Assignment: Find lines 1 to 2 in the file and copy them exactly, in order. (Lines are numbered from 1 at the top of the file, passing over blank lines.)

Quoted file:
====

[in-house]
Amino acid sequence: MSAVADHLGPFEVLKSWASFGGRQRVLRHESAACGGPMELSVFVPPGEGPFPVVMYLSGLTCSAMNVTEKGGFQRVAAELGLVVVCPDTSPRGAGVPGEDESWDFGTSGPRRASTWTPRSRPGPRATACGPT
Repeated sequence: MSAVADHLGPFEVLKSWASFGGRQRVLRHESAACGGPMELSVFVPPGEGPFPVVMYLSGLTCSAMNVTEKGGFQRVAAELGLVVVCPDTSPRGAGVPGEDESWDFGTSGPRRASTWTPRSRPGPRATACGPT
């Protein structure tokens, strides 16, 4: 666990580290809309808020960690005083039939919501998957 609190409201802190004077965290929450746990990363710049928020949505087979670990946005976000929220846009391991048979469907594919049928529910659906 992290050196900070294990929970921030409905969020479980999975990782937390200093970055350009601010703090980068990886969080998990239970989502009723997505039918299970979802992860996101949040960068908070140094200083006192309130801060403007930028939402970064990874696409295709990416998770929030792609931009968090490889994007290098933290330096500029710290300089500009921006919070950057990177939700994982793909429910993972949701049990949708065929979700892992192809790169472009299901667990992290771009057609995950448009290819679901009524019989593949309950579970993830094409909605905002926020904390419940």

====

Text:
[in-house]
Amino acid sequence: MSAVADHLGPFEVLKSWASFGGRQRVLRHESAACGGPMELSVFVPPGEGPFPVVMYLSGLTCSAMNVTEKGGFQRVAAELGLVVVCPDTSPRGAGVPGEDESWDFGTSGPRRASTWTPRSRPGPRATACGPT